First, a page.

Mungo Park is described as a “gallant traveller” who set out to Gambia, in West Africa to explore the mysterious river Niger. He confirmed that the Niger winds not to the West as thought previously but to the East. In his attempt to reach the source of Niger, he wandered ragged and barefoot. When he fell ill, a slave trader, a man with a heart of magnamity carried him to the coast and arrived in Scotland alive and kicking.

In his final attempt, disaster dogged his steps and he wrote this imperishable note, “I set sail to the East with a fixed resolution to discover the termination of the Nile or perish in the attempt.” Indeed, the “gallant traveler” perished in the attempt. Only a few personalities would follow the example of James Bruce to choose death in pursuit of knowledge and truth.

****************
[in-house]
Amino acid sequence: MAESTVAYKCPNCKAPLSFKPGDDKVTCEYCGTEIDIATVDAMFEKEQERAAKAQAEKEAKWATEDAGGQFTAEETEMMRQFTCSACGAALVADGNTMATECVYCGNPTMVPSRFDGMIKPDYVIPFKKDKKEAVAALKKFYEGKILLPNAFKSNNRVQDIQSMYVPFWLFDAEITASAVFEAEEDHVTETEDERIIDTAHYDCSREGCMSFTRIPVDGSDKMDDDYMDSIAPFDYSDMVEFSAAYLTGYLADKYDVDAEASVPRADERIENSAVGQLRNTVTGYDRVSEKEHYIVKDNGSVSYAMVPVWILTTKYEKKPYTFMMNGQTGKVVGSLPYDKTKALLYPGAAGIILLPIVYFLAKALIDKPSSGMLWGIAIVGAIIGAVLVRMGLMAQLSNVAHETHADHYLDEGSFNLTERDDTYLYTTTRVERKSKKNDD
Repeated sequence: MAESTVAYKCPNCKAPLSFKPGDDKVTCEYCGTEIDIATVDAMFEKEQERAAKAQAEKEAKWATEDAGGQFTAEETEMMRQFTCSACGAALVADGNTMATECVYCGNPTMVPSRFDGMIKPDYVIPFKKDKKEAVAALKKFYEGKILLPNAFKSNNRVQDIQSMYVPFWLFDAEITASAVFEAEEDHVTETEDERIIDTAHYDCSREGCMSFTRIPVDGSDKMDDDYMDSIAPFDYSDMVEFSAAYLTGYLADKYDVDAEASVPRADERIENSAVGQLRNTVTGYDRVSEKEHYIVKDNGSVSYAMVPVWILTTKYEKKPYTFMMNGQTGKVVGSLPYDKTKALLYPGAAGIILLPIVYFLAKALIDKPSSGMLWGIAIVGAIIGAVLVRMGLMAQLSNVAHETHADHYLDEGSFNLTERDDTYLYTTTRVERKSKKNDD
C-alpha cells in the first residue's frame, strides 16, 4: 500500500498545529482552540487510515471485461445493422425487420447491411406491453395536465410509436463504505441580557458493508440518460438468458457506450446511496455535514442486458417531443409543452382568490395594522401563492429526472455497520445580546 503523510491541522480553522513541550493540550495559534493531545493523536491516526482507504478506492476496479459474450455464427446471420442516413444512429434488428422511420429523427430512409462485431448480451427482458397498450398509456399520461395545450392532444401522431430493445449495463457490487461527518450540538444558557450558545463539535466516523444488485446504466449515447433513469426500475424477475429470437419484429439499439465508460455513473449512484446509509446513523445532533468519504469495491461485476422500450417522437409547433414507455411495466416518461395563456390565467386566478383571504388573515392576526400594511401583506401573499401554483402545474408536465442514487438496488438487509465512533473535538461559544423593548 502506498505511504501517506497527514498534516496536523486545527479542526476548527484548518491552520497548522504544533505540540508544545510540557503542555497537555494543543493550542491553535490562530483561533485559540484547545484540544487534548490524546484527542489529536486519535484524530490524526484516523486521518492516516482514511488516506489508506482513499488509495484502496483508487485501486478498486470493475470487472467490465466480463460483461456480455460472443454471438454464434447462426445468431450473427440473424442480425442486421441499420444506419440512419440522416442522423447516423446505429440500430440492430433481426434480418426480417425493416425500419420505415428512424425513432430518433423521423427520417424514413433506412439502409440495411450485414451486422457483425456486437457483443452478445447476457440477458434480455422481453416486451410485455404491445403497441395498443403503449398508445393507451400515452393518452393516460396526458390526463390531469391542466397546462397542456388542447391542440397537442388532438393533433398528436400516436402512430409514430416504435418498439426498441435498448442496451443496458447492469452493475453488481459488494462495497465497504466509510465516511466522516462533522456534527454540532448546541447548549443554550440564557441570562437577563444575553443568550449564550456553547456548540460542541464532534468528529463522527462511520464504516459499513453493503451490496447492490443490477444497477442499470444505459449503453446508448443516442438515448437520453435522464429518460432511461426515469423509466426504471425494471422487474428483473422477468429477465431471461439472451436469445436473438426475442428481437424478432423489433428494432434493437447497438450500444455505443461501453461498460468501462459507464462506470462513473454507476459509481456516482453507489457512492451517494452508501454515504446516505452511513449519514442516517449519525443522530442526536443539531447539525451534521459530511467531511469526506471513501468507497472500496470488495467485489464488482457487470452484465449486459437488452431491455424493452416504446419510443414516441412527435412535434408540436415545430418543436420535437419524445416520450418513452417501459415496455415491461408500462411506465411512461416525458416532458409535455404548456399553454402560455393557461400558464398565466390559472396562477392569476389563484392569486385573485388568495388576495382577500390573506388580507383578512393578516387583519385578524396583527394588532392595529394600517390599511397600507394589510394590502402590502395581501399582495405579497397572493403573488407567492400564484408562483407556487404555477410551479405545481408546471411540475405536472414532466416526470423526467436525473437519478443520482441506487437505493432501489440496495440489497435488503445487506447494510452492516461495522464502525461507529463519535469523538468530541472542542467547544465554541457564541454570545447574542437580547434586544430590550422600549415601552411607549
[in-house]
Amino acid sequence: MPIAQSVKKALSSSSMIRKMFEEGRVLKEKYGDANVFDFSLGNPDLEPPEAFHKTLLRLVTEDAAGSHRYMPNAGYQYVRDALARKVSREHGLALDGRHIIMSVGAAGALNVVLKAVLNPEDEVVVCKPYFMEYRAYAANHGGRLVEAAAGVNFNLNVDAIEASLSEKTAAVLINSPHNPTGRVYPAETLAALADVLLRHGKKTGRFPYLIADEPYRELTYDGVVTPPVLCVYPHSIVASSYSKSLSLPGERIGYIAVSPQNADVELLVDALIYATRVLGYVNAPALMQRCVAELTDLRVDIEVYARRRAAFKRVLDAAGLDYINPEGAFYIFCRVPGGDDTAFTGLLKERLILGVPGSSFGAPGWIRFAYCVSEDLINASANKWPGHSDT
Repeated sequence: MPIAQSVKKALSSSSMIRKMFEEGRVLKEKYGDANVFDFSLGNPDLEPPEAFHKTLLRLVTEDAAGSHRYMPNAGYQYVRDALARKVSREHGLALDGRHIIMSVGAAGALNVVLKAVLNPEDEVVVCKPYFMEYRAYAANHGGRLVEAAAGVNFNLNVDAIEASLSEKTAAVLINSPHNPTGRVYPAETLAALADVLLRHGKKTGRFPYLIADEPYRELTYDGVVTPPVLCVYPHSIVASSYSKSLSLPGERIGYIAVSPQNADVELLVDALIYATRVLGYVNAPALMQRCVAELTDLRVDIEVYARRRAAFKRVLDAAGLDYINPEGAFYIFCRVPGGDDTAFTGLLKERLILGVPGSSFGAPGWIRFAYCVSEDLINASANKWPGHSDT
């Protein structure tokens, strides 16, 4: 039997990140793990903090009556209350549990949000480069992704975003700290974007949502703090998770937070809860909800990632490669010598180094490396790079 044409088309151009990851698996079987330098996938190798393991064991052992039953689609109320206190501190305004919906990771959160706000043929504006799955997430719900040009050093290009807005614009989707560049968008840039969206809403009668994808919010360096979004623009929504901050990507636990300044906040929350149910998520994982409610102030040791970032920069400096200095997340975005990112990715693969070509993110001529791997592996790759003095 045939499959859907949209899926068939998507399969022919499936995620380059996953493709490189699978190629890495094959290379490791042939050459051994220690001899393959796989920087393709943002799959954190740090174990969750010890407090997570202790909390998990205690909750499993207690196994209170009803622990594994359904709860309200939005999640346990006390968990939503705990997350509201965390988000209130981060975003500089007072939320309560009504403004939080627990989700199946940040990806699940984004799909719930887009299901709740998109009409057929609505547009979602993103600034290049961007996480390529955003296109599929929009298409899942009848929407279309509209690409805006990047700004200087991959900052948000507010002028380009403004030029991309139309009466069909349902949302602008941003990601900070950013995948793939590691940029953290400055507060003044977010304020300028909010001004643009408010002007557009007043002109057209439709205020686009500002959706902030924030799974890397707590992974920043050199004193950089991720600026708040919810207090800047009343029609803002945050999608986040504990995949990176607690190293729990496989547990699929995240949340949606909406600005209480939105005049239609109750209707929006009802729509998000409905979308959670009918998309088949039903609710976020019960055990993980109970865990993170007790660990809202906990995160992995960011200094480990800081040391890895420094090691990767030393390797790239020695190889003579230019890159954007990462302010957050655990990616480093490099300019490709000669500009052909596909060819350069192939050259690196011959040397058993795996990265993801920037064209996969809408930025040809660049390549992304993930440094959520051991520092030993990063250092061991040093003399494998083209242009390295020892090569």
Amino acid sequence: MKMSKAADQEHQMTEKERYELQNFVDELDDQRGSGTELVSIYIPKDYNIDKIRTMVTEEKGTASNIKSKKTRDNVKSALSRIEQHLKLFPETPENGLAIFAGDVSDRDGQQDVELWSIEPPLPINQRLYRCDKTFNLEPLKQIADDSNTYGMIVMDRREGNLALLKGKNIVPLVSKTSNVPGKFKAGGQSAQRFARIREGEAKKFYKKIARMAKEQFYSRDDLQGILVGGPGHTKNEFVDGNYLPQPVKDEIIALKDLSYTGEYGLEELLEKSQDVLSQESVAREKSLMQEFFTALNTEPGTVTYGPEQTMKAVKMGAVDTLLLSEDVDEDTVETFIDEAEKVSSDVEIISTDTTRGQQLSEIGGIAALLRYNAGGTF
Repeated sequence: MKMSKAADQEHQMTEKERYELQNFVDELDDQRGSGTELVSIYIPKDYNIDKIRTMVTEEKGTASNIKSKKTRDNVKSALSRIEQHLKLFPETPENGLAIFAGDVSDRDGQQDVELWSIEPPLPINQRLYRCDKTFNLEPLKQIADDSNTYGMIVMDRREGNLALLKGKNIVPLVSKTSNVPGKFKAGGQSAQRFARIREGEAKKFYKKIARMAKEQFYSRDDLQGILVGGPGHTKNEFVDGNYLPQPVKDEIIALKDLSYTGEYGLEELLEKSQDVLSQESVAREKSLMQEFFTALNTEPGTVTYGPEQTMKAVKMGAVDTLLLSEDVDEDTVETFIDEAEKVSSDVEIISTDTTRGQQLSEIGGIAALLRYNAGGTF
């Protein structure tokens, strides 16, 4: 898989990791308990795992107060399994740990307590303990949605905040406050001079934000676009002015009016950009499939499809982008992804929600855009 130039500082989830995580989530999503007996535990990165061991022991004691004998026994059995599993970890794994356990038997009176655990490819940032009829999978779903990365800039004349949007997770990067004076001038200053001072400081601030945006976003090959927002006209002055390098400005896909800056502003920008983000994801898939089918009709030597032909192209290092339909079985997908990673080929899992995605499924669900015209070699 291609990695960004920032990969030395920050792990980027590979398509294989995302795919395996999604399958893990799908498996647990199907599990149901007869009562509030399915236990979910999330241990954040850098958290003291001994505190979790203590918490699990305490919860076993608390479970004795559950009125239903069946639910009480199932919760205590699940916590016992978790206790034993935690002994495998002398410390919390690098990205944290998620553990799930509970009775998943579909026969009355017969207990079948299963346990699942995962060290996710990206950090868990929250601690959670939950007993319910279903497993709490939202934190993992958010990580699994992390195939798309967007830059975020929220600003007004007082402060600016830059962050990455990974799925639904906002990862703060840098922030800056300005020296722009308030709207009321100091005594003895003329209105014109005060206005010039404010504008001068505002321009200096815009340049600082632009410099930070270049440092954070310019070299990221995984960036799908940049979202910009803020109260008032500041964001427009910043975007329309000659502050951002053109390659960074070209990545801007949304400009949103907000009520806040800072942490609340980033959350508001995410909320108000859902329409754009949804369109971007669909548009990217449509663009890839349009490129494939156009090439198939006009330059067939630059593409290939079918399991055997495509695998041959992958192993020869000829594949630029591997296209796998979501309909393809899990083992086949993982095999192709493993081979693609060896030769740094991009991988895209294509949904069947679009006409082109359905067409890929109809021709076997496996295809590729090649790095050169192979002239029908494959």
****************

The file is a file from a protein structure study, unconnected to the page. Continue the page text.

Then came the first explorer of the human heart, the first pioneering British missionary Robert Moffat, who carried “human Christi” to the natives of the “dark” continent. The enthusiastic missionary wandered up-country  from cape town and arrived at a farm of an old slave- owning Boer. In conducting a prayer service, Moffat asked for the presence of the slave Hottentots  The Boer retorted,” Umph, if it is a congregation of that sort you want, I will call the baboons from the mountains or the dogs from the porch.’ Moffat continued with the service without another word. Moffat then read a verse from the biblical  story of Lazarus and the rich man that states, “Truth, Lord, yet the dogs eat the crumbs that fall from their masteris table. “The old Boer interrupted the preacher and said, “Will you sit down a minute, you shall have the Hottentots.”  The poor slaves came in wondering. It was the first time they were seeing the Christian house in life time. After the service, the Boer slave-owner said to Moffat, “My friend, you took a harder hammer and you have broken a hard head.”